Published: Thu, Mar 2, 2017
Author: Andrew Petersen
Type: Insight

The Sydney Morning Herald reported this week that Australia’s Foreign Minister, Julie Bishop, has summoned all 113 heads-of-mission back to Australia to, as the Fairfax press put it, “shape the final components of the Turnbull government's new foreign policy”.

With Australia now signed up to the Paris Agreement and adopting the Sustainable Development Goals, this upcoming meeting of our leading diplomats and trade officials provides a unique opportunity for action on trade and aid along the pathway of sustainable growth and the role of business. Particularly across Asia. 

Why?

When “Australia in the Asian Century”, the foreign policy white paper of the Gillard government, was released in October 2012 it contained over 30 references to sustainability. The opportunity for Ms Bishop is to re-visit its key insights and recommendations and engage with the challenges of economic, social and environmental change across the region. Which includes Australia.

If it wasn’t already clear, the challenge was laid down to us last week in Sydney at the City of Sydney “Future Asia Business Summit”. The City brought together industry and government leaders to share insights on economic opportunities in China and across Asia.

Featuring Maggie Zhou Managing Director (Australia and New Zealand), Alibaba Group, and a panel of industry experts including Christine Holgate CEO and Managing Director, Blackmores, and David Landers General Manager of International Operations, Austrade, the Summit explored a number of issues including the opportunities and challenges associated with the entry of giant Asian corporations into Australia.

But arguably the most ‘Tweet’ worthy item that came from the Summit was via Ms Zhou. Her key message to a Town Hall full of Sydney’s business elite was “Clean air, water & soil is Australia's next gold mine!” 

And it’s not just Ms Zhou saying things like this. The Wall Street Journal has labelled sustainability as Asian’s “new frontier” It quotes an HSBC executive last year saying “If you want to be taken seriously in the global economy, you have to have an ESG strategy“. It says “stock exchanges, eager to create a level playing field globally, have joined investors in applying pressure to get emerging-markets companies to consider ESG factors”.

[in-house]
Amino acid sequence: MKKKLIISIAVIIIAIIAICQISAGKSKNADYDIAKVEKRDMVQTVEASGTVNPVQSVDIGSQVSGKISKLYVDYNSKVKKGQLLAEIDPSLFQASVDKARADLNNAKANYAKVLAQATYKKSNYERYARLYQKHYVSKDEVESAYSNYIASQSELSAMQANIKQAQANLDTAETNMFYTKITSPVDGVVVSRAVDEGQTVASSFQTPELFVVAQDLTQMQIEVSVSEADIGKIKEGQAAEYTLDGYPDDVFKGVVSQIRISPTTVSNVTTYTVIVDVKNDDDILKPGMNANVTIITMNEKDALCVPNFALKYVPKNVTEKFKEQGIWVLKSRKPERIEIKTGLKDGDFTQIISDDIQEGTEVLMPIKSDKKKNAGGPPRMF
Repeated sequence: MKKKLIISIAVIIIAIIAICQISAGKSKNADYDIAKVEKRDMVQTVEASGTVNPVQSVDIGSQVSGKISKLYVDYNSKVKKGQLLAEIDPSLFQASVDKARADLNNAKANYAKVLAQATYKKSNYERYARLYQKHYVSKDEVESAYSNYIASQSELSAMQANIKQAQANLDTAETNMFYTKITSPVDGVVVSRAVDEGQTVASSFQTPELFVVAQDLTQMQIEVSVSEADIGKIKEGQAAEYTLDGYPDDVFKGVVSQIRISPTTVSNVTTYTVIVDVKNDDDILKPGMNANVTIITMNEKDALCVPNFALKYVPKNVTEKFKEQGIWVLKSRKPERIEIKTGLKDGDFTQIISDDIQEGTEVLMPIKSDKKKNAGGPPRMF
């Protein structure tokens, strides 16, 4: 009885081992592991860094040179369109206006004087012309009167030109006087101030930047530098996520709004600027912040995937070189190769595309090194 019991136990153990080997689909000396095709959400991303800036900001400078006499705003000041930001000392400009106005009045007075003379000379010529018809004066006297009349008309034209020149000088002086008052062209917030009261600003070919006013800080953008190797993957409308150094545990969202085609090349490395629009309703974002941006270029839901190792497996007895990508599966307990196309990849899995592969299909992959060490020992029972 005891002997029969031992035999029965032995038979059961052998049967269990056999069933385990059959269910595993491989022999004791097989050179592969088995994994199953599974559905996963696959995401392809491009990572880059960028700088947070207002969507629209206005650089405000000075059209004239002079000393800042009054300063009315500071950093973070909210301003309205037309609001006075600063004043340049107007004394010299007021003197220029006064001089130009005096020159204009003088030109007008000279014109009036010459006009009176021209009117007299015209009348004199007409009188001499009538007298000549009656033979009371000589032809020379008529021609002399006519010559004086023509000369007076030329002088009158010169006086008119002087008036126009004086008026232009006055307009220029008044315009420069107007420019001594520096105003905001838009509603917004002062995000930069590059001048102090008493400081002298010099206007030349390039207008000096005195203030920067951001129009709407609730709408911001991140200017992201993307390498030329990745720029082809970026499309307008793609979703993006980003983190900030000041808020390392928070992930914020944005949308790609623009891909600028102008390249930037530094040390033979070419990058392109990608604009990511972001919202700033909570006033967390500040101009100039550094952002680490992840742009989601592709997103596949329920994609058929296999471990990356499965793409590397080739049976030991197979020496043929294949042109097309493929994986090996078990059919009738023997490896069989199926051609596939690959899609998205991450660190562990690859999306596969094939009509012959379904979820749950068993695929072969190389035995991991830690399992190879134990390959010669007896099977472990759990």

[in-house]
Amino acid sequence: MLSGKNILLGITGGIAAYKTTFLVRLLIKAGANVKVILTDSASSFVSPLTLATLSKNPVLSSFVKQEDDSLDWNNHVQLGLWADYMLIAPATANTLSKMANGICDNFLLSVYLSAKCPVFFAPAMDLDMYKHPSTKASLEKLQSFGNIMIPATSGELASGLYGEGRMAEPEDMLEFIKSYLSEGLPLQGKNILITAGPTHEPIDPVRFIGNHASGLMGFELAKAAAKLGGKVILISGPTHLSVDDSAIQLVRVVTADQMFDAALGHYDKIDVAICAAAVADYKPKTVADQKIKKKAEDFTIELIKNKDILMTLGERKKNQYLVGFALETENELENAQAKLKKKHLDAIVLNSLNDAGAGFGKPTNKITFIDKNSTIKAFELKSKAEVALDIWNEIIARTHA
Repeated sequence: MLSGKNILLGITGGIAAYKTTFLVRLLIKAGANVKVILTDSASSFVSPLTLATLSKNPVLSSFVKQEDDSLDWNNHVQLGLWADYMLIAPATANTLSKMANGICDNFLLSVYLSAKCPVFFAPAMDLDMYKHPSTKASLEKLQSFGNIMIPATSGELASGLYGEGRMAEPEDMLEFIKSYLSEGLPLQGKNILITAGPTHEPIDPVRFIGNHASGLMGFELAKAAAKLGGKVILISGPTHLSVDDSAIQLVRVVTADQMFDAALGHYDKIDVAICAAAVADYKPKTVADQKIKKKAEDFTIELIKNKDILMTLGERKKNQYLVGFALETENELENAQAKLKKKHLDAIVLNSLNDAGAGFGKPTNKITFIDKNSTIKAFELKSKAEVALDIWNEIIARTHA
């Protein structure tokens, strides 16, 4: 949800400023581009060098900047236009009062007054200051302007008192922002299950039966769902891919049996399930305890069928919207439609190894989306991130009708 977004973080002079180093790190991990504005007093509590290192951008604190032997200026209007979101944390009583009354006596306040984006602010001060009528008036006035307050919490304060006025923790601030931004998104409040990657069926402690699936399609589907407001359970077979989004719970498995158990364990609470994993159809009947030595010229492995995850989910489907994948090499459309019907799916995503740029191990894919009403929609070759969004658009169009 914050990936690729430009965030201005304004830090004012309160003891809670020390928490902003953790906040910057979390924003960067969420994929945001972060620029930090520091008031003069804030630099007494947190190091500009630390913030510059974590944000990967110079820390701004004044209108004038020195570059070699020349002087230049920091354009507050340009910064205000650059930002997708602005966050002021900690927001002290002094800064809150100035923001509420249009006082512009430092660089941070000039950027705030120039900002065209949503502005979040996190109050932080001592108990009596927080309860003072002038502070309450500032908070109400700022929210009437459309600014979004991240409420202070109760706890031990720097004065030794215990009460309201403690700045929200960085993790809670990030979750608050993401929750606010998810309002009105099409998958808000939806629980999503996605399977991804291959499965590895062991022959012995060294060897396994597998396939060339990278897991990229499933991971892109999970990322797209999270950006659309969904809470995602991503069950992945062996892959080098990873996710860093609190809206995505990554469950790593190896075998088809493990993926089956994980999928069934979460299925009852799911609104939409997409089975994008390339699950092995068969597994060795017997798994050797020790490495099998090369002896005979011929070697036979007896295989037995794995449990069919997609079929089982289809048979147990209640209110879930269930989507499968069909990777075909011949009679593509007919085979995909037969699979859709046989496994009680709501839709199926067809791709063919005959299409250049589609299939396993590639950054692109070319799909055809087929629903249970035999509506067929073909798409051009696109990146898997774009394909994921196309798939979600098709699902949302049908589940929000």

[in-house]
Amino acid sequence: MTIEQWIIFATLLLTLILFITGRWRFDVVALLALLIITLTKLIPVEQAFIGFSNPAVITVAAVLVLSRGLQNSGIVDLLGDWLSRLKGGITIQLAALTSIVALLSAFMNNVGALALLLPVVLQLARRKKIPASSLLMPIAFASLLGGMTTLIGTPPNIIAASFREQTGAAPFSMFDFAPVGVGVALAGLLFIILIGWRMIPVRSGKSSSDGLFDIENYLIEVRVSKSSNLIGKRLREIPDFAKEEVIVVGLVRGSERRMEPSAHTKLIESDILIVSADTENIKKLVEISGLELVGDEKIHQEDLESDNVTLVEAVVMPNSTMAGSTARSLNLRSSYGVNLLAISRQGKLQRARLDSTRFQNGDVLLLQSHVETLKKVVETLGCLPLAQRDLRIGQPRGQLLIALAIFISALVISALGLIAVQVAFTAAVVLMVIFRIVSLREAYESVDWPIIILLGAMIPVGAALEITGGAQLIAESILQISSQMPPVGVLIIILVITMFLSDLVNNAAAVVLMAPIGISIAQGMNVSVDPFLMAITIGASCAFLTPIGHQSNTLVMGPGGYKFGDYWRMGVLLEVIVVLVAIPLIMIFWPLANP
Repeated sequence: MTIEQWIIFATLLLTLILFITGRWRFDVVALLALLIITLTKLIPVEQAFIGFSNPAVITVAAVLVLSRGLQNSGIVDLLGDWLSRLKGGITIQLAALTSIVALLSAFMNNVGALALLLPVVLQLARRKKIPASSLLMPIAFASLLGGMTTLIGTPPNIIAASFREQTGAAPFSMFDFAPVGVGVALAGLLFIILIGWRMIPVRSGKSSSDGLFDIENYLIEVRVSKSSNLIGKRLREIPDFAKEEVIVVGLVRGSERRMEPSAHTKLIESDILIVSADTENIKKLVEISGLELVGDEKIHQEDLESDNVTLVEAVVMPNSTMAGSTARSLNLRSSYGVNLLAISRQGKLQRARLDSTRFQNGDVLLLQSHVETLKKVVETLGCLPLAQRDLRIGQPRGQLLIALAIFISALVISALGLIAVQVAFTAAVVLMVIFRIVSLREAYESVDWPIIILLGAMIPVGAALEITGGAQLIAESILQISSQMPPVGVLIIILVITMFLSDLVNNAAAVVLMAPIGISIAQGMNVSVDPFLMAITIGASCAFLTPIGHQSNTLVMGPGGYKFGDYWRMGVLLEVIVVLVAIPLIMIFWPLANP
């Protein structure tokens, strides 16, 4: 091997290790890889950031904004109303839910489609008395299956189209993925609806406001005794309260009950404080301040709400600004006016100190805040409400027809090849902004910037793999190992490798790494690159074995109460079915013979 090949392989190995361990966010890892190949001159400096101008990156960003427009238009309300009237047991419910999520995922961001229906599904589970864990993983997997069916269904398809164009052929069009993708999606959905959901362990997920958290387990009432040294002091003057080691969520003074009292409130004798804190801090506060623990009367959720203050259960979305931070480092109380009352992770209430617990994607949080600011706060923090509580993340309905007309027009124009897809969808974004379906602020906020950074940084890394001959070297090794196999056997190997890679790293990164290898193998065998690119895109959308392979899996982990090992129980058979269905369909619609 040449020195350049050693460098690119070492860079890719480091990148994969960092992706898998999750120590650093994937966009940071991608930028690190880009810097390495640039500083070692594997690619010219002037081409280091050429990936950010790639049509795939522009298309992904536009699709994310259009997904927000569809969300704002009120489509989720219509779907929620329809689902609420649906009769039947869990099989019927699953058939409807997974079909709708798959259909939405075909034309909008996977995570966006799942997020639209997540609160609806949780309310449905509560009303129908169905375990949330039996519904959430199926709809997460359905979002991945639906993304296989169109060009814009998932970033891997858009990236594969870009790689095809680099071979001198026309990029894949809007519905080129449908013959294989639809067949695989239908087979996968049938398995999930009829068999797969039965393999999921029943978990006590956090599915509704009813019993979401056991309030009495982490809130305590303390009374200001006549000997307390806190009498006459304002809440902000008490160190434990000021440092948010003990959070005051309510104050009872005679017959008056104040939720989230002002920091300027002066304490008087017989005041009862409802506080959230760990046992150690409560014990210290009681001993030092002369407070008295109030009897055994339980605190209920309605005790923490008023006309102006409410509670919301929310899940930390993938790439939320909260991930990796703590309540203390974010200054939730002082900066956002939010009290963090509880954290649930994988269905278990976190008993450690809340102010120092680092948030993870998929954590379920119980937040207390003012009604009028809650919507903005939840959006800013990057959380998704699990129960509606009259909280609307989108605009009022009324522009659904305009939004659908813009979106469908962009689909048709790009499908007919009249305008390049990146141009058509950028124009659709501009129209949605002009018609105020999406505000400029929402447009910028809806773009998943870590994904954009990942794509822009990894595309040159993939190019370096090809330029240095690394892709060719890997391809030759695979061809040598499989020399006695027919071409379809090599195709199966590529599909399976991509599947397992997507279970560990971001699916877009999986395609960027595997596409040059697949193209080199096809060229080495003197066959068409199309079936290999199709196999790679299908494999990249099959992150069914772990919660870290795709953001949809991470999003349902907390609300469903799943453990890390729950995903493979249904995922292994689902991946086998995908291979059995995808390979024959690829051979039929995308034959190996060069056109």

So the message has come loud and clear from business in Asia. It has previously been on Australia’s diplomatic agenda. It could be again.

In leveraging these opportunities can Australian business find a common platform of engagement with Asian business community; by identifying and strengthening connections with Asia, building capacity and supporting innovation as key objectives?

One way is for Australian business to recognise the emerging significance of the sustainable development agenda across the Asian region. We have been told loud and clear as recently as last week, in the heart of Australia’s financial capital, Sydney. Whether the issue is air and water pollution resulting in alarming health effects, or rapid urbanization resulting in chronic traffic congestion, the Asian business community is becoming acutely aware of the impacts and dependencies it is having on the region's environmental and societal health. They know it is not only socially responsible, they know it makes business sense.

For its part, Sustainable Business Australia’s remit is to support Australian business in its role to create a sustainable world. It does this in partnership with the World Business Council for Sustainable Development, and its network of Business Councils across Asia; in Indonesia, the Philippines, Singapore, Thailand and Vietnam, China, South Korea, Sri Lanka, Taiwan and Japan.

These Business Councils are committed to implementing the guidelines and policies of the scientific outlook on development and establishing a harmonious society. All of the Business Councils are led by business representatives work with government bodies and other experts to explore pathways to platforms for exchange and cooperation among corporations, governments and social communities, aimed at facilitating the development of sustainable business.

SBA, as the Australian Network Partner of the WBCSD, is an important conduit to its fellow Business Councils throughout the Global Network, including those in the Asian Region. If you are interested in engaging with this Network contact sba@sba.asn.au.

Article originally published here: https://www.linkedin.com/pulse/australia-keeping-pace-transition-sustainable-asia-andrew-petersen